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    You are in: Home / Community Forums / Breads & Baking / Can I use margarine???
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    Can I use margarine???

    BirdyBaker
    Thu May 19, 2005 2:03 pm
    Food.com Groupie
    I have a question about Buttery Farm Biscuits. Do you think the recipe would turn out if I used margarine in place of the butter. And, if so, how would the taste of the biscuits be affected. It's just that I do not have any margarine on hand right now but I would run out to get butter if the recipe would not work without it. Any advice you can give me would be greatly appreciated. Thanks in advance!!! icon_biggrin.gif
    Molly53
    Thu May 19, 2005 2:13 pm
    Forum Host
    BirdyBaker wrote:
    I have a question about Buttery Farm Biscuits. Do you think the recipe would turn out if I used margarine in place of the butter. And, if so, how would the taste of the biscuits be affected. It's just that I do not have any margarine on hand right now but I would run out to get butter if the recipe would not work without it. Any advice you can give me would be greatly appreciated. Thanks in advance!!! icon_biggrin.gif
    It'll be fine as long as you don't use spread or tub product. Margarine sticks are fine.
    Pot Scrubber
    Thu May 19, 2005 2:15 pm
    Food.com Groupie
    margarine has salt in it... so omit the salt the recipe calls for.
    BirdyBaker
    Thu May 19, 2005 2:44 pm
    Food.com Groupie
    Molly53 wrote:
    BirdyBaker wrote:
    I have a question about Buttery Farm Biscuits. Do you think the recipe would turn out if I used margarine in place of the butter. And, if so, how would the taste of the biscuits be affected. It's just that I do not have any margarine on hand right now but I would run out to get butter if the recipe would not work without it. Any advice you can give me would be greatly appreciated. Thanks in advance!!! icon_biggrin.gif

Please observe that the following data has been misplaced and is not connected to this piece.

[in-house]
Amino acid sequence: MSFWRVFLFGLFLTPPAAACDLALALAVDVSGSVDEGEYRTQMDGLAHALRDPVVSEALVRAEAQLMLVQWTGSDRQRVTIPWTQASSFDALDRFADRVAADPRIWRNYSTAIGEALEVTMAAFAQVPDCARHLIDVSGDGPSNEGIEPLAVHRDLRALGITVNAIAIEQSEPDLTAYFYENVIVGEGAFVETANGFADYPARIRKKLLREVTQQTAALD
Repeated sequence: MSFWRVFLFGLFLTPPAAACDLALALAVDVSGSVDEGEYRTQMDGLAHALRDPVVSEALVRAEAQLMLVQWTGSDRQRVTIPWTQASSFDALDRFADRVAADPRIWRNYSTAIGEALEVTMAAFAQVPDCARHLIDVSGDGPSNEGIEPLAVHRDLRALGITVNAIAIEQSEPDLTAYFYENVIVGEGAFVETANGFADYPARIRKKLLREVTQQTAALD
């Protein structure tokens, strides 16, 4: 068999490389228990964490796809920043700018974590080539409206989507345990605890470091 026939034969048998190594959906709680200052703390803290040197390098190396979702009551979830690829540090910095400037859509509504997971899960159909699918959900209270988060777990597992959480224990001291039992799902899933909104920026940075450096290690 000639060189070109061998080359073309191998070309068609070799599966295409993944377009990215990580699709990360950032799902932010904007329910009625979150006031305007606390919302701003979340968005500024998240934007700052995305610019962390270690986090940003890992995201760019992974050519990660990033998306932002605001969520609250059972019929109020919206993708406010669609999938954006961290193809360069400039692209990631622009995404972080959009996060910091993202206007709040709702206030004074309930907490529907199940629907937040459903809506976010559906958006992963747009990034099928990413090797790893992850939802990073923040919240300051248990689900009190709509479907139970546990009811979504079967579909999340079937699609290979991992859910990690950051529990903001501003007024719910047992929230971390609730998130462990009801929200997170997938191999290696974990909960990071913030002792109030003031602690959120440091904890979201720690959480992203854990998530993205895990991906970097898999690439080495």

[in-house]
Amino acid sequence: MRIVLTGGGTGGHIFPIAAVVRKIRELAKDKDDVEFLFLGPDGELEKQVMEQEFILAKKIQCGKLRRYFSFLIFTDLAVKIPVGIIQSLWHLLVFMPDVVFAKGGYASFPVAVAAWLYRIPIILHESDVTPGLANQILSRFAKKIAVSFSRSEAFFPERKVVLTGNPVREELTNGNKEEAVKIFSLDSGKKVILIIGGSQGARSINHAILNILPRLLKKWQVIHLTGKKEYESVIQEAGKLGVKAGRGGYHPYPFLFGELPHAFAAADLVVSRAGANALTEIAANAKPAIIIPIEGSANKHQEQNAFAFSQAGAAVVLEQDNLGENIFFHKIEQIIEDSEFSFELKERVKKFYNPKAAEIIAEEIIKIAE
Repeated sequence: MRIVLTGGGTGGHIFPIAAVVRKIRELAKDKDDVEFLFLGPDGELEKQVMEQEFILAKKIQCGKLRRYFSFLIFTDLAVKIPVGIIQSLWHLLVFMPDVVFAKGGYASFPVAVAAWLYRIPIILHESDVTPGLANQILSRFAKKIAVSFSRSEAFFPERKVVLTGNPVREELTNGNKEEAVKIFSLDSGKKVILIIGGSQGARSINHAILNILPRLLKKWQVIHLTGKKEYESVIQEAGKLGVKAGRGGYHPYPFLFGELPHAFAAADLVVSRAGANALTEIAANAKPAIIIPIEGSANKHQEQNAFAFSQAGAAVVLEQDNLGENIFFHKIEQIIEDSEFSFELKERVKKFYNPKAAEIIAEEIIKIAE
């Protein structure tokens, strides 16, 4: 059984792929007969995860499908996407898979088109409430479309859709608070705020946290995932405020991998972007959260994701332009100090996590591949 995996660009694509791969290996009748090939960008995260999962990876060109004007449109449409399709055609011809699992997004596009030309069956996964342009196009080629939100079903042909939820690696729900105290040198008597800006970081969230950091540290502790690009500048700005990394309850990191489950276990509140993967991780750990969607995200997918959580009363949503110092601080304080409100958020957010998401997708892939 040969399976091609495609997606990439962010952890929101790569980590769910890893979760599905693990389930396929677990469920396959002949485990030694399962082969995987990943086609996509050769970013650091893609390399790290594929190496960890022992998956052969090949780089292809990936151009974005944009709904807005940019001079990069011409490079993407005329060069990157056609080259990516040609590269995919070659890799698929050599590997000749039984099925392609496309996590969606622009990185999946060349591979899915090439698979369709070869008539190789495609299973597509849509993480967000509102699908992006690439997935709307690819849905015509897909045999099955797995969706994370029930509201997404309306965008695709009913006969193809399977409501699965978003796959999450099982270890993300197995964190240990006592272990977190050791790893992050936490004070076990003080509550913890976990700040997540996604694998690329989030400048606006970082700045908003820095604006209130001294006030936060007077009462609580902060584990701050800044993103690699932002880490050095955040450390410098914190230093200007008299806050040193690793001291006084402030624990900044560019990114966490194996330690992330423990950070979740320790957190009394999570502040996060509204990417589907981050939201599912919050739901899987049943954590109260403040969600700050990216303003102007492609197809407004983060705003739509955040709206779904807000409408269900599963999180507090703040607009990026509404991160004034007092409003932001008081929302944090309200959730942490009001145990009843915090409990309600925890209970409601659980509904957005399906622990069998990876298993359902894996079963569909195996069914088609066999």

It'll be fine as long as you don't use spread or tub product. Margarine sticks are fine.

    Really? Why would the tub margarine have a different affect than the stick margarine? Or is it just for measuring purposes? Just curious...
    Felix4067
    Thu May 19, 2005 3:50 pm
    Food.com Groupie
    Tub margarine has a LOT more water (or oil) content, to make it more spreadable. It's not good for baking.

    I used some in the peanut butter cookie recipe my family has used for 40 years, and they came out flat and crispy instead of thick and chewy, and I had to freeze the dough before I could get it firm enough to form balls.
    Inge 1505
    Sat May 21, 2005 4:52 am
    Food.com Groupie
    Unless it is some butter-flavored margarine, it will definitely change the flavor. In this recipe butter is a main flavor.
    It will bake quite nicely with margarine sticks though, just taste different. icon_smile.gif
    Zurie
    Sat May 21, 2005 5:15 am
    Forum Host
    icon_confused.gif Years ago when I was a food editor I really did a lot of testing of recipes. The conclusion was irrefutable: when it comes to baking, nothing touches the results of high-quality butter.

    I also had my doubts then about margarine, as it is a highly processed product. Some years later my worries about magarine as so-called "healthful" was borne out by medical studies: it's bad for us and contains trans-fatty acids, etc.

    Okay, icon_smile.gif yes, they've improved it with spreadable margarines since.

    But for baking you have to use hard margarine, as the spreadables contain too much water. My argument is this: butter is normally (from reputable sources) a totally natural product which has been used for centuries. As long as one doesn't overdo it, butter won't harm anyone who eats a healthy diet.

    Use BUTTER! icon_lol.gif icon_lol.gif

    Oh, by the way, here in South Africa as no doubt also in the USA we get perfectly nice butter-plus-sunflower oil spreads, which is preferable to pure butter when it comes to spreadability in cold weather. Also nice for a blob on cooked veggies. (This is just by-the-way chat! icon_biggrin.gif )
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